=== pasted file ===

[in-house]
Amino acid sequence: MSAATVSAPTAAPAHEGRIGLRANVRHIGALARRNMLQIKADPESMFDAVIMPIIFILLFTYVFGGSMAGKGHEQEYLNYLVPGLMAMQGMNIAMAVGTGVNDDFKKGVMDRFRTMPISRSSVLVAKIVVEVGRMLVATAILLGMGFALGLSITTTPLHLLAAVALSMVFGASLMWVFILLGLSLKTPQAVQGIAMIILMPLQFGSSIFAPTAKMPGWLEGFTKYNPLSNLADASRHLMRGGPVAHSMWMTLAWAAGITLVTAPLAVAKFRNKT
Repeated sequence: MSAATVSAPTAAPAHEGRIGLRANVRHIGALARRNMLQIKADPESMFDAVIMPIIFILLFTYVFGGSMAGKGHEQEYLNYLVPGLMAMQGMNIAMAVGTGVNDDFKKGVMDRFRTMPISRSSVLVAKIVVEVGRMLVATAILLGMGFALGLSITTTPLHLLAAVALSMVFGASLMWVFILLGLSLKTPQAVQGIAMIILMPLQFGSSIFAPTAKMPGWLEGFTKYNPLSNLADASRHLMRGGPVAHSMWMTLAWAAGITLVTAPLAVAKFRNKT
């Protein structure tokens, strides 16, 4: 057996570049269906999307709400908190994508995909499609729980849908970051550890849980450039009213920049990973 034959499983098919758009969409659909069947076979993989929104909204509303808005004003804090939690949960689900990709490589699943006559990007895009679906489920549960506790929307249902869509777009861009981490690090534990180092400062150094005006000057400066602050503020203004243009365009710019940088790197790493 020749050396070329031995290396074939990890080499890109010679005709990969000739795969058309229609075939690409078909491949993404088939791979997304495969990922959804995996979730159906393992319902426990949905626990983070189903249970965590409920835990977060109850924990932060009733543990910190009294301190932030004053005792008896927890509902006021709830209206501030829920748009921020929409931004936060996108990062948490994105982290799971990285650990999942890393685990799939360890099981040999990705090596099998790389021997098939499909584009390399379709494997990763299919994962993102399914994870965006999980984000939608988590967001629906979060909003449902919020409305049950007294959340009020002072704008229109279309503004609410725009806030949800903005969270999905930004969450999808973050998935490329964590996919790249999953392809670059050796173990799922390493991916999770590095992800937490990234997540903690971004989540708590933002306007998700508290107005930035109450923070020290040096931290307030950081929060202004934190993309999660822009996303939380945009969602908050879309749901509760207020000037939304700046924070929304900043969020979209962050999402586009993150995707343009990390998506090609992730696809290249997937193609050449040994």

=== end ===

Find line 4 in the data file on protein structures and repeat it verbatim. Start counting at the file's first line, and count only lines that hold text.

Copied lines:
């Protein structure tokens, strides 16, 4: 057996570049269906999307709400908190994508995909499609729980849908970051550890849980450039009213920049990973 034959499983098919758009969409659909069947076979993989929104909204509303808005004003804090939690949960689900990709490589699943006559990007895009679906489920549960506790929307249902869509777009861009981490690090534990180092400062150094005006000057400066602050503020203004243009365009710019940088790197790493 020749050396070329031995290396074939990890080499890109010679005709990969000739795969058309229609075939690409078909491949993404088939791979997304495969990922959804995996979730159906393992319902426990949905626990983070189903249970965590409920835990977060109850924990932060009733543990910190009294301190932030004053005792008896927890509902006021709830209206501030829920748009921020929409931004936060996108990062948490994105982290799971990285650990999942890393685990799939360890099981040999990705090596099998790389021997098939499909584009390399379709494997990763299919994962993102399914994870965006999980984000939608988590967001629906979060909003449902919020409305049950007294959340009020002072704008229109279309503004609410725009806030949800903005969270999905930004969450999808973050998935490329964590996919790249999953392809670059050796173990799922390493991916999770590095992800937490990234997540903690971004989540708590933002306007998700508290107005930035109450923070020290040096931290307030950081929060202004934190993309999660822009996303939380945009969602908050879309749901509760207020000037939304700046924070929304900043969020979209962050999402586009993150995707343009990390998506090609992730696809290249997937193609050449040994």